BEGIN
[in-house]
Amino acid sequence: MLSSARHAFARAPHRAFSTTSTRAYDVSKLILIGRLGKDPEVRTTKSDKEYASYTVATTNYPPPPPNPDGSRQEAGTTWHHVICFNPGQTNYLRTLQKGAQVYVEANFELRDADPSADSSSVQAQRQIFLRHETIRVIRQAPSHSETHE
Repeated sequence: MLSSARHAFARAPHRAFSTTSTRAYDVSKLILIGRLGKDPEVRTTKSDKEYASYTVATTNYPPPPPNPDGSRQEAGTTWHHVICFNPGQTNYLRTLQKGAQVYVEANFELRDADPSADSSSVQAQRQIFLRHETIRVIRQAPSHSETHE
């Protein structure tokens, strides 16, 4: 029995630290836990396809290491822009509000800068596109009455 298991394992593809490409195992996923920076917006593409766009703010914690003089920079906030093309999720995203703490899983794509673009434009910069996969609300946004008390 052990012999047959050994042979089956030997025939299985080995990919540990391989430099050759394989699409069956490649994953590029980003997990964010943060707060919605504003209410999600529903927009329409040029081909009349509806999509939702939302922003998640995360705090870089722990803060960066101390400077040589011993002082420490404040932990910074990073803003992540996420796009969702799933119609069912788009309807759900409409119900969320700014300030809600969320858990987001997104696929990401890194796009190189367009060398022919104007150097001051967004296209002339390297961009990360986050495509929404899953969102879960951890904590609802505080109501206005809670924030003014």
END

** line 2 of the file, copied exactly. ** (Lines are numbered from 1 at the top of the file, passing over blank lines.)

Amino acid sequence: MLSSARHAFARAPHRAFSTTSTRAYDVSKLILIGRLGKDPEVRTTKSDKEYASYTVATTNYPPPPPNPDGSRQEAGTTWHHVICFNPGQTNYLRTLQKGAQVYVEANFELRDADPSADSSSVQAQRQIFLRHETIRVIRQAPSHSETHE